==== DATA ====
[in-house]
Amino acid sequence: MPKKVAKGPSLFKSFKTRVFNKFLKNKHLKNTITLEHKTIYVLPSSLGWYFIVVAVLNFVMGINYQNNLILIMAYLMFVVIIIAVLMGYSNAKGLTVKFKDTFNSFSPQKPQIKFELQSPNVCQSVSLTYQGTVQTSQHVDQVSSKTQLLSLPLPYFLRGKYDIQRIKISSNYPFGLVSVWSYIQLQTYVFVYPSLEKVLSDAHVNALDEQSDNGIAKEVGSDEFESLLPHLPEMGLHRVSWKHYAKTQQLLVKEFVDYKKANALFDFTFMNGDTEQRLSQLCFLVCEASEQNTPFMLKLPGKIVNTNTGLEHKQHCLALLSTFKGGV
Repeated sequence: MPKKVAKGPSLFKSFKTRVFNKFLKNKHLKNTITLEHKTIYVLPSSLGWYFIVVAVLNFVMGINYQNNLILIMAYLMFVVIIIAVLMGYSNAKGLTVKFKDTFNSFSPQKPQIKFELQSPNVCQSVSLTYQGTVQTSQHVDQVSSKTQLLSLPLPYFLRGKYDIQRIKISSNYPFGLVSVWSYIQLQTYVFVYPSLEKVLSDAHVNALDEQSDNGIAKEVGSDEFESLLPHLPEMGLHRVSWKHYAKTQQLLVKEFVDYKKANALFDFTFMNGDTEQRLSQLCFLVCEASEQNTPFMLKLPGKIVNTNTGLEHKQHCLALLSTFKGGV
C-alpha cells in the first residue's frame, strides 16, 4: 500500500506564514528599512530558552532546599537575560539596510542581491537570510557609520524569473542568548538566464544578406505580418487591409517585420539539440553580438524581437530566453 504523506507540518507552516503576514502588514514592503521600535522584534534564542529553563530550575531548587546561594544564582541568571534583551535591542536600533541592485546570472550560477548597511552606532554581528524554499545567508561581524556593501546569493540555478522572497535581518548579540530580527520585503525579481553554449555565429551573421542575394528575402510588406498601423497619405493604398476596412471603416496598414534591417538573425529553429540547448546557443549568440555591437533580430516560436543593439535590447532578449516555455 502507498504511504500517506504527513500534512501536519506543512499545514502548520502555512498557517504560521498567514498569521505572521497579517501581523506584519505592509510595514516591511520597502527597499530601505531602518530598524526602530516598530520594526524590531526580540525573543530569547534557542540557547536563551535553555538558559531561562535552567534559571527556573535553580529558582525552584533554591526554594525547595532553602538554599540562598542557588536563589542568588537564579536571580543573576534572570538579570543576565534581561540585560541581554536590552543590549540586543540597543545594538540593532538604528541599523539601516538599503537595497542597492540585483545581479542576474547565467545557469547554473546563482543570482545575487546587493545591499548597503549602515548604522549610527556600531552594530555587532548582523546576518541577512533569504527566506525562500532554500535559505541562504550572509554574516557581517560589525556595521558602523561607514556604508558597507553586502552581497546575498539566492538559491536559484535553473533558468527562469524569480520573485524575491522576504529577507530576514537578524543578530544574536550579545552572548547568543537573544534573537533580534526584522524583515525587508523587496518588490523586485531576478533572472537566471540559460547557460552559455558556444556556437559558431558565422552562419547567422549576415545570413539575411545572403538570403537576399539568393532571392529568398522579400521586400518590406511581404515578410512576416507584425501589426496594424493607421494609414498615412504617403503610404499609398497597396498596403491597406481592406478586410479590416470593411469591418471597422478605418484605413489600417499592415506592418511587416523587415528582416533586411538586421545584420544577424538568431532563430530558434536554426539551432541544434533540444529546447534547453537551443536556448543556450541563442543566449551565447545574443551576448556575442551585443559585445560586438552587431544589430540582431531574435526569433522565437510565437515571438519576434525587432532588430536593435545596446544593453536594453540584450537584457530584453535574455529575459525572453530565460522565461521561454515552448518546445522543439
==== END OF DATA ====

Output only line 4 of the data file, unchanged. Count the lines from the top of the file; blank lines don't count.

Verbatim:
C-alpha cells in the first residue's frame, strides 16, 4: 500500500506564514528599512530558552532546599537575560539596510542581491537570510557609520524569473542568548538566464544578406505580418487591409517585420539539440553580438524581437530566453 504523506507540518507552516503576514502588514514592503521600535522584534534564542529553563530550575531548587546561594544564582541568571534583551535591542536600533541592485546570472550560477548597511552606532554581528524554499545567508561581524556593501546569493540555478522572497535581518548579540530580527520585503525579481553554449555565429551573421542575394528575402510588406498601423497619405493604398476596412471603416496598414534591417538573425529553429540547448546557443549568440555591437533580430516560436543593439535590447532578449516555455 502507498504511504500517506504527513500534512501536519506543512499545514502548520502555512498557517504560521498567514498569521505572521497579517501581523506584519505592509510595514516591511520597502527597499530601505531602518530598524526602530516598530520594526524590531526580540525573543530569547534557542540557547536563551535553555538558559531561562535552567534559571527556573535553580529558582525552584533554591526554594525547595532553602538554599540562598542557588536563589542568588537564579536571580543573576534572570538579570543576565534581561540585560541581554536590552543590549540586543540597543545594538540593532538604528541599523539601516538599503537595497542597492540585483545581479542576474547565467545557469547554473546563482543570482545575487546587493545591499548597503549602515548604522549610527556600531552594530555587532548582523546576518541577512533569504527566506525562500532554500535559505541562504550572509554574516557581517560589525556595521558602523561607514556604508558597507553586502552581497546575498539566492538559491536559484535553473533558468527562469524569480520573485524575491522576504529577507530576514537578524543578530544574536550579545552572548547568543537573544534573537533580534526584522524583515525587508523587496518588490523586485531576478533572472537566471540559460547557460552559455558556444556556437559558431558565422552562419547567422549576415545570413539575411545572403538570403537576399539568393532571392529568398522579400521586400518590406511581404515578410512576416507584425501589426496594424493607421494609414498615412504617403503610404499609398497597396498596403491597406481592406478586410479590416470593411469591418471597422478605418484605413489600417499592415506592418511587416523587415528582416533586411538586421545584420544577424538568431532563430530558434536554426539551432541544434533540444529546447534547453537551443536556448543556450541563442543566449551565447545574443551576448556575442551585443559585445560586438552587431544589430540582431531574435526569433522565437510565437515571438519576434525587432532588430536593435545596446544593453536594453540584450537584457530584453535574455529575459525572453530565460522565461521561454515552448518546445522543439